Skip to main content

The big question remains: What is BlackBerry evolving into?

John Chen wouldn't admit it, but the BlackBerry Ltd. CEO probably wishes the company's diehard smartphone users would hang on to their aging devices as long as possible. Many seem to be doing just that: Sales of new BlackBerry smartphones have been well below his initial modest target of 10 million a year despite the launch of several decent new products on his watch.

But as long as the diehards hold on to their aging Bolds and Curves, there is still a bounty of cash to harvest – and to spend on the company's future, like its $425-million (U.S.) purchase of rival mobile device management firm Good Technology announced on Friday. Thanks to deals that former co-CEO Jim Balsillie and his team negotiated with eager carriers when BlackBerry was the world's "it" smartphone, users of older devices generate monthly service access fees for the company.

Mr. Chen's short-lived predecessor Thorsten Heins stopped charging those on BlackBerry 10 phones released from 2013 on – a move Mr. Chen has questioned – but the legacy revenues continue to roll in. At one point these high-margin service fees – which translate into almost pure profit – topped out at more than $1-billion per quarter. Now they are falling steadily by about 15 per cent quarter over quarter. The gravy train is running out of gravy.

Story continues below advertisement

That's one way of looking at it. Another is that if Mr. Chen can tightly control costs in other parts of the business, as he has to date, and keep the device business breaking even, those service access fees will continue to shower the treasury with cash: service fees should amount to $800-million this fiscal year, $420-million next year and $200-million-plus the year after that, based on current trends. This may be a dying business, but it's a lucrative one.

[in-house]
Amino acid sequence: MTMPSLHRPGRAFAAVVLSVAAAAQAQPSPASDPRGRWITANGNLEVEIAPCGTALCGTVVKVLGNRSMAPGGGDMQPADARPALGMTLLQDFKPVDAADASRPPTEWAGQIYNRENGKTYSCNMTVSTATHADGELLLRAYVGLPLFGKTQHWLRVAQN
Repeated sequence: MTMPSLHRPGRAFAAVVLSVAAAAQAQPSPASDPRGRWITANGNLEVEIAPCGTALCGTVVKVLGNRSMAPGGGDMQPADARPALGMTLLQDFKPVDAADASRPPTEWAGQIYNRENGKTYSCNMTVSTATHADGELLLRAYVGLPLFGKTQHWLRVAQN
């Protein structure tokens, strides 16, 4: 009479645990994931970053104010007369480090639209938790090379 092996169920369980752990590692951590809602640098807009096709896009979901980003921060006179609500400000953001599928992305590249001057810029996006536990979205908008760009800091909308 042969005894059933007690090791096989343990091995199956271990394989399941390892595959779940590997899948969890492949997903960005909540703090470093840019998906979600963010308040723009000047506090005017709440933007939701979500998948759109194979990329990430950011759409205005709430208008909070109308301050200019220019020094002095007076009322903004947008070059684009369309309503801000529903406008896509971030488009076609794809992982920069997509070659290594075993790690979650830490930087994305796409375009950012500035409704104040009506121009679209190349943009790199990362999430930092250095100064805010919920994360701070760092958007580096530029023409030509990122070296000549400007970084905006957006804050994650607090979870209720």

Mr. Chen is in an interesting predicament. When you add up those service fees and BlackBerry device sales, they account for about 80 per cent of the company's $3.3-billion in revenue last year. Both revenue streams have been heading downward and are likely to fall faster than Mr. Chen can replace them with new revenue from selling software and services to enterprise customers. The company is destined to become smaller before it can turn things around.

In the meantime, however, Mr. Chen has a trove of assets at his disposal: $2-billion in net cash as of May 30 and thousands of patents (which the company has already started to squeeze to generate licensing revenue from others). If he can keep the business cash-flow positive and profitable and keep building his war chest from the service fee runoff, he'll be able to boost his business by buying others.

That's what he's doing with Good, which had more than $200-million in revenue in 2014. You could hear the glee in Mr. Chen's voice on a conference call Friday as he anticipated the cash he could generate by cleaving down costs in the acquired company in pursuit of synergies, while fortifying his top line.